Can Yoga Help Quell Age-Related Weight Gain?

Yoga may be an important piece of good news for age-related weight gain dilemmas.

Article At A Glance

 Do you dread stepping on the scale at your annual physical? Unwanted pounds seem to accumulate as we move into our 50s and 60s. Despite exercising and eating a healthy diet, older bodies don’t respond to weight loss efforts as easily as they did in our 30s. Yoga may not be a panacea for age-related weight gain, but it can be a valuable tool in the middle-age “battle of the bulge.”

Dread stepping on the scale at your annual physical? Cringe when looking at the photos of yourself from your niece’s wedding? Unwanted pounds seem to accumulate as we move into our 50s and 60s. Despite exercising and eating a healthy diet, older bodies don’t respond to our weight loss efforts as easily as they did in our 30s. While yoga is not a band-aid for age-related weight gain, it is a valuable tool in the middle-age “battle of the bulge.”

Diet and weight management concept with tape measure organic green apple, egg plant, orange, tomatoes, cucumbers, parsley, kiwi, grapefruit, salad, pear and cherries.

Aging, Digestive Health, and Age-Related Weight Gain

First, it’s useful to acknowledge that weight gain is a natural part of the aging process. In fact, statistics show that on average, U.S. adults tend to gain one to two pounds per year as they age.

The problem lies, therefore, in that incremental weight gain can result in significant weight changes and even obesity. Obesity increases an individual’s risk for other medical problems, such as type 2 diabetes, hypertension, cardiovascular disease, sleep apnea and osteoarthritis

Another factor contributing to age-related weight gain is the body’s ratio of fat to muscle. The amount of lean muscle we have naturally begins to decline by 3 to 8 percent per decade after age 30, a process called sarcopenia. Because lean muscle uses more calories than fat, we tend not to burn calories as efficiently. Being sedentary (often due to age-related health conditions like arthritis) coupled with high-stress levels make us less active, further compounding weight gain.

Age-related weight gain can be attributed to Sarcopenia and other age-related issues such as hormone changes and less frequent activity.

Hormones and Age-Related Weight Gain

Age-related hormonal changes also affect weight. For example, the pituitary gland’s production of growth hormone declines starting in middle age. Growth hormone serves in part to build and maintain muscle mass. So as it decreases, not only does it become harder for your body to make and maintain muscle, but it also impacts how many calories your body burns.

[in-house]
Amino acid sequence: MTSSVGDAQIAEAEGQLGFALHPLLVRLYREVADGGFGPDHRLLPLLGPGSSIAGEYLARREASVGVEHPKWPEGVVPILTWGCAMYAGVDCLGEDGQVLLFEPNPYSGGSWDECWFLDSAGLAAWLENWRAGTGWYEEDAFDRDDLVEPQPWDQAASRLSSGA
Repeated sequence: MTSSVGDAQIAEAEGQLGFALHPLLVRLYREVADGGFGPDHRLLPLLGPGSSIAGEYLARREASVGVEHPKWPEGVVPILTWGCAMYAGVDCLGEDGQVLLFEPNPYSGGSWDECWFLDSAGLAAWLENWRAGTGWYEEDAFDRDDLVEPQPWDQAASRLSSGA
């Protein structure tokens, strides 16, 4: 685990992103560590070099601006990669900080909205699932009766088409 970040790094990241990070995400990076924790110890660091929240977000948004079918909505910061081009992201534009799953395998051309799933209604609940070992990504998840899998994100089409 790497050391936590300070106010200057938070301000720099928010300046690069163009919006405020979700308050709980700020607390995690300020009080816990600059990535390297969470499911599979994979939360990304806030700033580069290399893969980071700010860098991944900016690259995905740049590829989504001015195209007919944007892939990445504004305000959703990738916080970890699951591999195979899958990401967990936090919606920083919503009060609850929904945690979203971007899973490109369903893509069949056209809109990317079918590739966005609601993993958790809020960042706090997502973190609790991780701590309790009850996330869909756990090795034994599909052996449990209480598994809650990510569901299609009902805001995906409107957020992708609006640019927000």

For women, changing estrogen levels during menopause typically result in an average five-pound weight gain. Why? Lack of estrogen causes women’s bodies to use starches and blood sugar less effectively. As a result, excess starches and sugars increase fat storage and make it harder to lose weight. Additionally, because hormonal changes cause mood fluctuations, for many women, it also becomes much harder to stick to a healthy diet and exercise routine.

But women aren’t alone. Starting around age 40, men’s testosterone levels gradually begin to decline at a rate of about one to two percent per year. Among other things, testosterone assists in regulating fat distribution, muscle strength, and mass. The result: men’s bodies also become less effective in burning calories.

Yoga is good exercise, builds muscle mass and promotes mindfulness- three tools to help with age-related weight gain problems.

Is Yoga the New Diet Pill?

Wouldn’t it be nice if a few Downward Facing Dog Poses (Adho Mukha Svanasana) were the answer to shedding those extra 10 pounds? Let’s be clear: weight is highly influenced by the age-related changes described above and factors such as genetic makeup, level of physical activity, and food choices. But since being active is a key component of healthy weight management, yoga is a gentle and effective choice, as researchers have discovered.

A 2005 study led by researchers at Fred Hutchinson Cancer Research Center found that regular yoga practice may help prevent middle-age spread in normal-weight people and promote weight loss in those who are overweight.

First, researchers found that practicing yoga for four or more years, for at least 30 minutes once a week, was associated with a 3.1-pound lower weight gain among people who were normal weight at age 45. Next, overweight individuals who began to practice yoga saw an average five-pound weight loss. By contrast, overweight non-practitioners gained an average of 13 pounds. 

To be clear, yoga is not a band-aid for excess weight. However, it can be a powerful tool and aid in addressing some of its underlying causes. 

Reprinted with permission from Beverly Davis-Baird/WisdomTreeYoga.
Beverly Davis Baird

Beverly Davis-Baird, MA, e-RYT200/RYT 500, C-IAYT is a New Jersey-based yoga therapist, writer, and educator. She specializes in making yoga accessible for adults 50+, offering classes and workshops for back care, arthritis, bone health, balance, posture, and healthy aging. An educator at heart with over 20 years of experience as a public school teacher, Beverly brings her knowledge of individual learning styles to her classes, providing instruction that is clear, concise, inclusive, and compassionate. Bringing over 30 years of experience and training, she considers herself a lifelong learner and believes that the practice of yoga should bring spaciousness and release from tension, not create it. As such, she strives to make yoga accessible to people of differing abilities, believing the real benefits of yoga come from what is taken with you outside of class and into your life. To read her blog or learn more about her teaching schedule and latest offerings, please visit

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